Variance in Rust: An intuitive explanation

Recently I made a presentation about subtyping and variance in Rust for our local Vancouver Rust meetup, but I still think intuition was rather lost in the formalism, so here’s my shot at explaining it as intuitively as I can. For more succinct definitions, please checkout the presentation or the resources at the end.

First, two important points that we’re going to talk about

  1. Variance is a concept related to generic parameter(s).
  2. Rust has subtyping wrt lifetime parameters.

Things can get confusing because a lifetime parameter is actually a generic parameter, so variance and subtyping are tied together.

Intuition

Variance in Rust is about allowing a lifetime parameter to be ok (i.e. approximated) with a

  1. Shorter lifetime: co-variance
  2. Longer lifetime: contra-variance
  3. Neither shorter nor longer lifetime: in-variance

These are actually the assumptions we need to make so that we can be sure our implementation is sound.

Note: Wherever you see variance in Rust, by default it means covariance.

Now here’s a classic example:

Try to guess the output first. (Playground link)

struct MyCell<T> {
    value: T
}

impl<T: Copy> MyCell<T> {
    fn new(value: T) -> Self {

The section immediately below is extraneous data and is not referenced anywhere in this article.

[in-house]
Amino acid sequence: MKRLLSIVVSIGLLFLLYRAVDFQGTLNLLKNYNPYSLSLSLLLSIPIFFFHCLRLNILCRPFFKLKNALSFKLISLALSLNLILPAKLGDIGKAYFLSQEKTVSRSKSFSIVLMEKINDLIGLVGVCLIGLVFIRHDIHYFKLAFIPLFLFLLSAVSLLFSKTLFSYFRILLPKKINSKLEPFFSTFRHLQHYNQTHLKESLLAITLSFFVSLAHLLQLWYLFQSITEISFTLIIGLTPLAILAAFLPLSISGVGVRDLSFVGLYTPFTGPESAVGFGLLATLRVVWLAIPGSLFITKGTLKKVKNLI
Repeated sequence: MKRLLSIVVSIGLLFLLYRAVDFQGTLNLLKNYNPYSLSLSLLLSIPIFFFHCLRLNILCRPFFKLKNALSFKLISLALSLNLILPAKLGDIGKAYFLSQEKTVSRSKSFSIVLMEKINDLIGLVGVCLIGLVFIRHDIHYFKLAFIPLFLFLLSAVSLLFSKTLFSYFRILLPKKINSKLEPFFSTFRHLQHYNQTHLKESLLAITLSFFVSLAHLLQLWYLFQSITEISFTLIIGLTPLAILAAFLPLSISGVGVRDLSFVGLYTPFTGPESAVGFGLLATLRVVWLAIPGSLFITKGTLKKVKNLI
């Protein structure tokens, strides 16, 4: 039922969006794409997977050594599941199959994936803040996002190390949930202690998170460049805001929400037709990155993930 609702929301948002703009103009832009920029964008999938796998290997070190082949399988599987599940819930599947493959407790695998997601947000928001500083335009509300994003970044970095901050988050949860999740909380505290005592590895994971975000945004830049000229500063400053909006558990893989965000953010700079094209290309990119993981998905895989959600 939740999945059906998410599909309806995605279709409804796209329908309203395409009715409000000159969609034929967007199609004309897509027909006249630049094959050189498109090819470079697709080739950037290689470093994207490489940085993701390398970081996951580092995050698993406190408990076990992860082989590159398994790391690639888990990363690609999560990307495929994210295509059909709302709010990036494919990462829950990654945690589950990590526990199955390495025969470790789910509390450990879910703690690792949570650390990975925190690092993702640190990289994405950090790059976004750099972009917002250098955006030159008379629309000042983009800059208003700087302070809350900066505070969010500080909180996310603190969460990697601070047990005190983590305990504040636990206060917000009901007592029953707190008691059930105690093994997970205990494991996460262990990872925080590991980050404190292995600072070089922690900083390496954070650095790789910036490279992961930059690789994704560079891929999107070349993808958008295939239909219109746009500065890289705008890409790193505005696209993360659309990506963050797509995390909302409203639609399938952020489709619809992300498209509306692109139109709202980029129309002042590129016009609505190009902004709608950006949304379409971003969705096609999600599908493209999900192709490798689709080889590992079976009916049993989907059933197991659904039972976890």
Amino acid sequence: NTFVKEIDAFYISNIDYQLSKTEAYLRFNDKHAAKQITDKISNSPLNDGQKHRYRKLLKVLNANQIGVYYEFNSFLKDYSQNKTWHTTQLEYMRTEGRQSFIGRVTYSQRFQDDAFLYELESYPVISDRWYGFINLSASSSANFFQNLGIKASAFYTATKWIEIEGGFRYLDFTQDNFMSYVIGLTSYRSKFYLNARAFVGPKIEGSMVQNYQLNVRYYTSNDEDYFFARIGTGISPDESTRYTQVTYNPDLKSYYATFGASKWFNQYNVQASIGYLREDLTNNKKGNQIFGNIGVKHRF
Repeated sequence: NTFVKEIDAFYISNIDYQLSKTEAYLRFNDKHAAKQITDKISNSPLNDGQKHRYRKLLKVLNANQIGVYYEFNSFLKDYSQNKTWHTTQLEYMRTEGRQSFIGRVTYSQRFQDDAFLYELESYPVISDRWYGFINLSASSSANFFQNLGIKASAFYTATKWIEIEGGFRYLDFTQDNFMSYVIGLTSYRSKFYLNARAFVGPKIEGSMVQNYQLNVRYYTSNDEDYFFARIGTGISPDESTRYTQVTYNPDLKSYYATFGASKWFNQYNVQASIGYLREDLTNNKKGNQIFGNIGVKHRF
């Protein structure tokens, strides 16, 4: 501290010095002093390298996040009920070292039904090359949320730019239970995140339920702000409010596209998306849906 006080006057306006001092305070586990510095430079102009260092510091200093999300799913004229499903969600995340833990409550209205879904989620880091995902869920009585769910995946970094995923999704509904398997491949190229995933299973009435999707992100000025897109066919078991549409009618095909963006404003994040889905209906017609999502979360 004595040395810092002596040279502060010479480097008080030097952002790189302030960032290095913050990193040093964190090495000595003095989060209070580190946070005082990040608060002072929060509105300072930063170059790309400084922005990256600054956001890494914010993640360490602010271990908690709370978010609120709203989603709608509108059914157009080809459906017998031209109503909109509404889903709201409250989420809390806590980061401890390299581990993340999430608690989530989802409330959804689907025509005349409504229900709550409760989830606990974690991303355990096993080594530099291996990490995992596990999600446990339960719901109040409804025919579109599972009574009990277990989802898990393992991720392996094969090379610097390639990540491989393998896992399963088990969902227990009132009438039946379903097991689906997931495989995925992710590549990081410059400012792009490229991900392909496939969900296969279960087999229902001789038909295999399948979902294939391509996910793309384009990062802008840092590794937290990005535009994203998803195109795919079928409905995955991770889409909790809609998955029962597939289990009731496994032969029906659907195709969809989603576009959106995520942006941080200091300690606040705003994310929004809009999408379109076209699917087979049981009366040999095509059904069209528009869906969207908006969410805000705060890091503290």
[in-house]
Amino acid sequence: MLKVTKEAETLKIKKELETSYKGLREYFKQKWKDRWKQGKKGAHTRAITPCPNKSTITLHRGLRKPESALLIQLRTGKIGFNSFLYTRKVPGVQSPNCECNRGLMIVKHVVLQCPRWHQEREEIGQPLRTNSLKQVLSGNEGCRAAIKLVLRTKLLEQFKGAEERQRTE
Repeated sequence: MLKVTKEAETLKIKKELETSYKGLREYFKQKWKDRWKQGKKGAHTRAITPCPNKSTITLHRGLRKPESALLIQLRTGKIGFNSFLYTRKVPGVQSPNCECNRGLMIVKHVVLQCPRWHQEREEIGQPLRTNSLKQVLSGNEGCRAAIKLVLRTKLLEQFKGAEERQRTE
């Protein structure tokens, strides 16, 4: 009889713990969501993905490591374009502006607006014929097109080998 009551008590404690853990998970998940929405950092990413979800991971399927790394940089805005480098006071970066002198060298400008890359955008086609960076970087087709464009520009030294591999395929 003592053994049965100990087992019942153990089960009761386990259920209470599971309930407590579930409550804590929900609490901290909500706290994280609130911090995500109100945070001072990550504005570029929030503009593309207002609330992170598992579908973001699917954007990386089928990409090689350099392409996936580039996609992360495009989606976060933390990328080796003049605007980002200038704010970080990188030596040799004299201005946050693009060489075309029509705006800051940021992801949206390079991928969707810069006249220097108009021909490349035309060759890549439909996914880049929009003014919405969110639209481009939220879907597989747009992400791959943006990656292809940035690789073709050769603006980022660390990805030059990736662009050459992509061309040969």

MyCell { value }
    }
    
    fn get(&self) -> T {
        self.value
    }
    
    fn set(&self, new_value: T) {
        // signature: pub unsafe fn write<T>(dst: *mut T, src: T)
        // Overwrites a memory location with the given value without reading
        // or dropping the old value
        unsafe { std::ptr::write(&self.value as *const T as *mut T, new_value); }
    }
}

fn foo(rcell: &MyCell<&i32>) { 
    let val: i32 = 13;
    rcell.set(&val);
    println!("foo set value: {}", rcell.value);
}

fn main() {
    static X: i32 = 10;
    let cell = MyCell::new(&X);
    foo(&cell);
    println!("end value: {}", cell.value);
}

And the output is

foo set value: 13
end value: 32766 // ???

If you could guess the end value will be non-sense you might skip to the end and if it’s unsettling and you were hoping the compiler will guide us here, please keep reading.

Well, before going into more details here’s the example using Cell<T>. Can you guess the output now? (Run in playground)

use std::cell::Cell;

fn foo(rcell: &Cell<&i32>) { 
    let val: i32 = 13;
    rcell.set(&val);
}

fn main() {
    static X: i32 = 10;
    let cell = Cell::new(&X);
    foo(&cell);
}

And it doesn’t compile because of

error[E0597]: `val` does not live long enough
 --> src/main.rs:7:15
  |
5 | fn foo(rcell: &Cell<&i32>) { 
  |                     - let's call the lifetime of this reference `'1`
6 |     let val: i32 = 13;
7 |     rcell.set(&val);
  |     ----------^^^^-
  |     |         |
  |     |         borrowed value does not live long enough
  |     argument requires that `val` is borrowed for `'1`
8 | }
  | - `val` dropped here while still borrowed

error: aborting due to previous error

Ok! this is what we expect from the compiler, right?

To understand where the root of the problem is in MyCell<T>, let’s try to analyze using nomicon’s visual representation of lifetime

static X: i32 = 10;
'a: {
    let cell = MyCell::new(&'a X);
    'b: {
        // foo(&'b cell) more or less is:
        let val: i32 = 13; // <-- created here
        'c: {
            rcell.set(&'c val);